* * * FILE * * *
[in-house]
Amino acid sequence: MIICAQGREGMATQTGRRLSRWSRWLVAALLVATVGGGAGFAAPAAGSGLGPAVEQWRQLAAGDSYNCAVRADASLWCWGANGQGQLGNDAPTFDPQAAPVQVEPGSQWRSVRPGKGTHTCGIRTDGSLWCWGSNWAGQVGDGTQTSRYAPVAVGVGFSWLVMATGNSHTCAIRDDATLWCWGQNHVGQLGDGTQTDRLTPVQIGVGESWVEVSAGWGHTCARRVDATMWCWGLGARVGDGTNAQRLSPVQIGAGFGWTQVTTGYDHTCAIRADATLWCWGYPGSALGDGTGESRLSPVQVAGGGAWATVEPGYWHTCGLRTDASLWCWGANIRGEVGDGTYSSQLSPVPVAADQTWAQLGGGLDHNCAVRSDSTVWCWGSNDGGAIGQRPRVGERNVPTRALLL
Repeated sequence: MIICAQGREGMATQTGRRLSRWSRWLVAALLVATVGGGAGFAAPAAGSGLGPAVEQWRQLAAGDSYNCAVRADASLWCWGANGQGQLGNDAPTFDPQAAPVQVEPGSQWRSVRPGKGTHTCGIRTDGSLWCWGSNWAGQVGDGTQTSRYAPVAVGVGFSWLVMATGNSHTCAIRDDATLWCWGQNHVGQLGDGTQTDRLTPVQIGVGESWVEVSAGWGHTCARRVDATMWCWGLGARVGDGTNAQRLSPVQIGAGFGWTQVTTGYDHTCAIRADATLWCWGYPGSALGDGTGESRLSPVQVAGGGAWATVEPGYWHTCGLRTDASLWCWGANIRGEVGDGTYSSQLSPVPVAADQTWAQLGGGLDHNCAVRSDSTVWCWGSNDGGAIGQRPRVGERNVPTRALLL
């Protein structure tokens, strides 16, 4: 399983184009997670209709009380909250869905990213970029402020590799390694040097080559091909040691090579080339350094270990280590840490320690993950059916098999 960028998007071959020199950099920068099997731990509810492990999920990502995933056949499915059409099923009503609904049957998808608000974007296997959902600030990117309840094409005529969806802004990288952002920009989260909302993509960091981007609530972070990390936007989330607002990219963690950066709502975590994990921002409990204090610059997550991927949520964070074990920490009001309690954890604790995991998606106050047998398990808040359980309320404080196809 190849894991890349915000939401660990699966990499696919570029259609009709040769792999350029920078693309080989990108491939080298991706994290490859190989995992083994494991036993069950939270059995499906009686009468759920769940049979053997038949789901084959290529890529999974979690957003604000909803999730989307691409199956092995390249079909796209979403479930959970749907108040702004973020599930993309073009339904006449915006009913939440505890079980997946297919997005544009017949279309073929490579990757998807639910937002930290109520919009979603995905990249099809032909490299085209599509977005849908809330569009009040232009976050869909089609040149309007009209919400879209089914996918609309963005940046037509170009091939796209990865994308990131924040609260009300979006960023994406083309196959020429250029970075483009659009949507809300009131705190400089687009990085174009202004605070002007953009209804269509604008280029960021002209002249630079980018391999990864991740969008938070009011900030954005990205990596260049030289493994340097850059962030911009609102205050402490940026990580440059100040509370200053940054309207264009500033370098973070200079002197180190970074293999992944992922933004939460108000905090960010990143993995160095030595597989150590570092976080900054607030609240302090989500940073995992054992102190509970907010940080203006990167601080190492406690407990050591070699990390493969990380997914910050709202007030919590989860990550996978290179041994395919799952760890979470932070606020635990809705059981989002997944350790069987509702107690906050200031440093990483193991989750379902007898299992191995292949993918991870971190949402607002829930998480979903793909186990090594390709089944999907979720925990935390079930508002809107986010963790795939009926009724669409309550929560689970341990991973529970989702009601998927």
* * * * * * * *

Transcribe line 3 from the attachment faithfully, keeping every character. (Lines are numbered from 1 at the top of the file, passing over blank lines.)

Repeated sequence: MIICAQGREGMATQTGRRLSRWSRWLVAALLVATVGGGAGFAAPAAGSGLGPAVEQWRQLAAGDSYNCAVRADASLWCWGANGQGQLGNDAPTFDPQAAPVQVEPGSQWRSVRPGKGTHTCGIRTDGSLWCWGSNWAGQVGDGTQTSRYAPVAVGVGFSWLVMATGNSHTCAIRDDATLWCWGQNHVGQLGDGTQTDRLTPVQIGVGESWVEVSAGWGHTCARRVDATMWCWGLGARVGDGTNAQRLSPVQIGAGFGWTQVTTGYDHTCAIRADATLWCWGYPGSALGDGTGESRLSPVQVAGGGAWATVEPGYWHTCGLRTDASLWCWGANIRGEVGDGTYSSQLSPVPVAADQTWAQLGGGLDHNCAVRSDSTVWCWGSNDGGAIGQRPRVGERNVPTRALLL